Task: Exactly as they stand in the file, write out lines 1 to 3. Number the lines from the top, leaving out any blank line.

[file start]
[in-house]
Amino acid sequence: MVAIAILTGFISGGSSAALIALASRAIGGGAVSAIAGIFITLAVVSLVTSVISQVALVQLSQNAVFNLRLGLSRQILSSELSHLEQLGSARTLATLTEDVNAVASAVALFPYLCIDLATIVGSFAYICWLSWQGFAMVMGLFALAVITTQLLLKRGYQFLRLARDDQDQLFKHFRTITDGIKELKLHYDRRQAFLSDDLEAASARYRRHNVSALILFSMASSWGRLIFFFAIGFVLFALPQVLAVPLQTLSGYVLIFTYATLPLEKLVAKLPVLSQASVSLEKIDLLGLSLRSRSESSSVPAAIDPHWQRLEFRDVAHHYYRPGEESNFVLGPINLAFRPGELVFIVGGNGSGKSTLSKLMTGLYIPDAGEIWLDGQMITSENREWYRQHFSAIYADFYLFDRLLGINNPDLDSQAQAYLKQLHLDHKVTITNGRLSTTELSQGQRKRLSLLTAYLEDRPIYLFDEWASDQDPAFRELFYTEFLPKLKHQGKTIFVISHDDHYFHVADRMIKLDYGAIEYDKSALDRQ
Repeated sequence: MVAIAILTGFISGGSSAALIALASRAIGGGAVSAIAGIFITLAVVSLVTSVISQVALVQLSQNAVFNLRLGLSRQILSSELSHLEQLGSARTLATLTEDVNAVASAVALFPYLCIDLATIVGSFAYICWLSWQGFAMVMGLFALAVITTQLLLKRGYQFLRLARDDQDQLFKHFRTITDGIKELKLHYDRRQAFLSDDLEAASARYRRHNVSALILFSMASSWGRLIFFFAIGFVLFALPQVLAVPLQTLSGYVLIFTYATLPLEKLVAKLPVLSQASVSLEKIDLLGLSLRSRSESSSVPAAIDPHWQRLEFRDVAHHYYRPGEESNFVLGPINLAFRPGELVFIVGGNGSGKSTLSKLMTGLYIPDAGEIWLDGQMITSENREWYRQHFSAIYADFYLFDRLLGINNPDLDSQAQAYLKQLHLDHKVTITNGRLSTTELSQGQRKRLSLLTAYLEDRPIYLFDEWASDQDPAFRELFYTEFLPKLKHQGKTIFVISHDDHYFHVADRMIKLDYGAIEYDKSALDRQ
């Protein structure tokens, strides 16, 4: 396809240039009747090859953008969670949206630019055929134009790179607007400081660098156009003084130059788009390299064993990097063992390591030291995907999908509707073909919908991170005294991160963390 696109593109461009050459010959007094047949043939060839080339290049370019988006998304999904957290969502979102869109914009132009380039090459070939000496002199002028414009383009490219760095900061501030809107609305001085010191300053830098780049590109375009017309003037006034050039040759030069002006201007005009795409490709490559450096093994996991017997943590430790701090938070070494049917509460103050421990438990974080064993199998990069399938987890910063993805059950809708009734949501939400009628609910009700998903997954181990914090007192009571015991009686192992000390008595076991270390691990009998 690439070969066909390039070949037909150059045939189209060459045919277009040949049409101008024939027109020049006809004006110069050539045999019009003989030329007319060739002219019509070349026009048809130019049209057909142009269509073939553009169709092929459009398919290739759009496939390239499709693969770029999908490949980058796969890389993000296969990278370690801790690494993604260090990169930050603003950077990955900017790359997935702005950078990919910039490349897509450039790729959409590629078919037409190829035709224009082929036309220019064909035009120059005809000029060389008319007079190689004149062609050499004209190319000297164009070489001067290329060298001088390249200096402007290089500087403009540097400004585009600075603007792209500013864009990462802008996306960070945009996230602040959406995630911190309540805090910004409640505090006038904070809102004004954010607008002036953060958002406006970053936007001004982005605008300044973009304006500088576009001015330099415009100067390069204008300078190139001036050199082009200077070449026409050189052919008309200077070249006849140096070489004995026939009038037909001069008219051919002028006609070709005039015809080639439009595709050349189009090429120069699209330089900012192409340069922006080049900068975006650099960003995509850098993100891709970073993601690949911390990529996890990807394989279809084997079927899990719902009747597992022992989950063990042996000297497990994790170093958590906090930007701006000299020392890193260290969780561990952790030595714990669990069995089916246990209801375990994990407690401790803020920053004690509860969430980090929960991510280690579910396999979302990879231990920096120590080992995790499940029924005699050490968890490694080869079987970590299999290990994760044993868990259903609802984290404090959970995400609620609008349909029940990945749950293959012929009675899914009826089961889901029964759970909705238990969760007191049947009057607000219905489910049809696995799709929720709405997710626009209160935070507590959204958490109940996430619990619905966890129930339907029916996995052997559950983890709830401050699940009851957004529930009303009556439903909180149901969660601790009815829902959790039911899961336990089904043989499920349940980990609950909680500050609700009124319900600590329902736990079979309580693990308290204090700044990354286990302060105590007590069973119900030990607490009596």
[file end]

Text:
[in-house]
Amino acid sequence: MVAIAILTGFISGGSSAALIALASRAIGGGAVSAIAGIFITLAVVSLVTSVISQVALVQLSQNAVFNLRLGLSRQILSSELSHLEQLGSARTLATLTEDVNAVASAVALFPYLCIDLATIVGSFAYICWLSWQGFAMVMGLFALAVITTQLLLKRGYQFLRLARDDQDQLFKHFRTITDGIKELKLHYDRRQAFLSDDLEAASARYRRHNVSALILFSMASSWGRLIFFFAIGFVLFALPQVLAVPLQTLSGYVLIFTYATLPLEKLVAKLPVLSQASVSLEKIDLLGLSLRSRSESSSVPAAIDPHWQRLEFRDVAHHYYRPGEESNFVLGPINLAFRPGELVFIVGGNGSGKSTLSKLMTGLYIPDAGEIWLDGQMITSENREWYRQHFSAIYADFYLFDRLLGINNPDLDSQAQAYLKQLHLDHKVTITNGRLSTTELSQGQRKRLSLLTAYLEDRPIYLFDEWASDQDPAFRELFYTEFLPKLKHQGKTIFVISHDDHYFHVADRMIKLDYGAIEYDKSALDRQ
Repeated sequence: MVAIAILTGFISGGSSAALIALASRAIGGGAVSAIAGIFITLAVVSLVTSVISQVALVQLSQNAVFNLRLGLSRQILSSELSHLEQLGSARTLATLTEDVNAVASAVALFPYLCIDLATIVGSFAYICWLSWQGFAMVMGLFALAVITTQLLLKRGYQFLRLARDDQDQLFKHFRTITDGIKELKLHYDRRQAFLSDDLEAASARYRRHNVSALILFSMASSWGRLIFFFAIGFVLFALPQVLAVPLQTLSGYVLIFTYATLPLEKLVAKLPVLSQASVSLEKIDLLGLSLRSRSESSSVPAAIDPHWQRLEFRDVAHHYYRPGEESNFVLGPINLAFRPGELVFIVGGNGSGKSTLSKLMTGLYIPDAGEIWLDGQMITSENREWYRQHFSAIYADFYLFDRLLGINNPDLDSQAQAYLKQLHLDHKVTITNGRLSTTELSQGQRKRLSLLTAYLEDRPIYLFDEWASDQDPAFRELFYTEFLPKLKHQGKTIFVISHDDHYFHVADRMIKLDYGAIEYDKSALDRQ